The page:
Results of Vac-4x HIV vaccine announced

Researchers with the Oslo University and Bionor Immuno at the XVIII International AIDS Conference in Vienna, Austria, recently released the results of a re-vaccination study of Norway’s largest hospital using the company's furthest advance HIV vaccine candidate, Vac-4x.

Researchers said 26 of the 40 HIV patients from a 2002-2003 phase IIa study were re-vaccinated between January and June 2010. The 22 patients were studied prior to a voluntary "re-boost" of Vacc-4x. Results from the reboost of the 26 patients are expected in August or September.

“The Vacc-4x immunization technology using short peptide analogues to conserved viral protein domains has shown not only development of surprisingly long-term immunological memory T cells in these immunocompromised patients, but also that viral sequences changes during intermittent treatment interruptions were negligible,” Professor Dag Kvale, co-author of the study, said.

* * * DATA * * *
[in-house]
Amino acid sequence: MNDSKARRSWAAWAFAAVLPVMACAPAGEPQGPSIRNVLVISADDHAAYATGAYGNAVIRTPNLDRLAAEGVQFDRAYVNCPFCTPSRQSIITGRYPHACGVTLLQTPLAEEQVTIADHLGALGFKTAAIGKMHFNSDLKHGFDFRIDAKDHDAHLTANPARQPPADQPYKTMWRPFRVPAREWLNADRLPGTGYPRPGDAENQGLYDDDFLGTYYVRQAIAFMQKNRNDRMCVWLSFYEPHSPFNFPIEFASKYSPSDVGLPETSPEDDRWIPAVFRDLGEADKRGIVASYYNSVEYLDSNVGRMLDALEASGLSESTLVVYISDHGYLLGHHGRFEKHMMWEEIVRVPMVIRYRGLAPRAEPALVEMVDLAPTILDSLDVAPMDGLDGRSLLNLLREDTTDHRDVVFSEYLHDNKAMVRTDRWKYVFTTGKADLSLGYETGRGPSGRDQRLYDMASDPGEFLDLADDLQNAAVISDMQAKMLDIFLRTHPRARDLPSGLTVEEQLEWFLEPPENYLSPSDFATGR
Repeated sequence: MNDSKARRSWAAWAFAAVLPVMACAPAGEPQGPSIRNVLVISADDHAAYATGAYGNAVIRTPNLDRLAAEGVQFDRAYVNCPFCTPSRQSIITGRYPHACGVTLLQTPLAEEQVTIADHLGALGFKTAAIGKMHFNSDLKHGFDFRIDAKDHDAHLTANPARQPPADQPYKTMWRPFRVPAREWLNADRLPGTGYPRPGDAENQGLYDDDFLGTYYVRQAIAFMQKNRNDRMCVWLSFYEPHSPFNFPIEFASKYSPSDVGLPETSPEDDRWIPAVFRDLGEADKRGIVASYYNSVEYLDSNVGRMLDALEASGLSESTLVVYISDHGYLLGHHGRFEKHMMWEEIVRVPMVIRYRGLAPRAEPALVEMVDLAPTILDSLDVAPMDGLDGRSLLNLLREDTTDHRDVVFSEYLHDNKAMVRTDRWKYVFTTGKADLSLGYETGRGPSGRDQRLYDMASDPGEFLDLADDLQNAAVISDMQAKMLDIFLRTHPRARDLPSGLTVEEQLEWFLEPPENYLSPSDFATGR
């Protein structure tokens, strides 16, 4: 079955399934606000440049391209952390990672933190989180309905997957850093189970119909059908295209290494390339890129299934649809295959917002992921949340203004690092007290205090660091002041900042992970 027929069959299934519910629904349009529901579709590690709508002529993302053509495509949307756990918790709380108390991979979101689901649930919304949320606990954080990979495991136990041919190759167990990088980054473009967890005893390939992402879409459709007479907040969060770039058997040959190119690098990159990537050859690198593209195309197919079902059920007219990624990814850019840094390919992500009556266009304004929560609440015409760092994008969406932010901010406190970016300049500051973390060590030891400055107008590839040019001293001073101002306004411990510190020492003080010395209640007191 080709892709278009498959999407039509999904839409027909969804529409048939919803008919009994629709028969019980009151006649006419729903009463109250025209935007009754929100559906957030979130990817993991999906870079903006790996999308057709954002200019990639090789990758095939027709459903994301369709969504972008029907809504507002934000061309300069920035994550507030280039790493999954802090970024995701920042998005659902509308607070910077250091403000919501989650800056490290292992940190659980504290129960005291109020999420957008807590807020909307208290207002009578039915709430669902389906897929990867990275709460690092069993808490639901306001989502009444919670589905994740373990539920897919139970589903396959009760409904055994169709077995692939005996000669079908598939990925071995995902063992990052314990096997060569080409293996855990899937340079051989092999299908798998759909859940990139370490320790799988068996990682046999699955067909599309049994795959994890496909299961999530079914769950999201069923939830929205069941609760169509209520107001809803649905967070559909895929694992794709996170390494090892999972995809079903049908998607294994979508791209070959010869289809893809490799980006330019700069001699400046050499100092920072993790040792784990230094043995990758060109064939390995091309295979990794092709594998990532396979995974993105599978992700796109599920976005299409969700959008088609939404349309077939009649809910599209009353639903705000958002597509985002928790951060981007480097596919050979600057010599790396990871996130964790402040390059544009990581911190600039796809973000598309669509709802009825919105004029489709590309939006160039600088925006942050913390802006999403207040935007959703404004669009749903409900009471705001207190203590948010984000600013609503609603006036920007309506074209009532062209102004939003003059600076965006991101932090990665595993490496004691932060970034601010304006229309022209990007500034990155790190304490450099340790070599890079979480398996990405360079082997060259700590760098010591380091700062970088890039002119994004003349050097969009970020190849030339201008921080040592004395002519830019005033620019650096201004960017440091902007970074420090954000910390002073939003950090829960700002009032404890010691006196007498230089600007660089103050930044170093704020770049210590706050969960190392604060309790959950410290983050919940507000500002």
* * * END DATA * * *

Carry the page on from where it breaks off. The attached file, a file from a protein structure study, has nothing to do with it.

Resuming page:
Birger Sørensen, Bionor Immuno's CEO, agreed.

“Given this new data, and because Vacc-4x is comprised of four modified peptides that target conserved domains of the HIV p24 protein, we are especially optimistic about our ability to control HIV,” Sørensen said. “The research indicates that the vaccine is stimulating an immune response seven years after injection, which is, in itself, unprecedented in HIV. But we know we have more work to do.”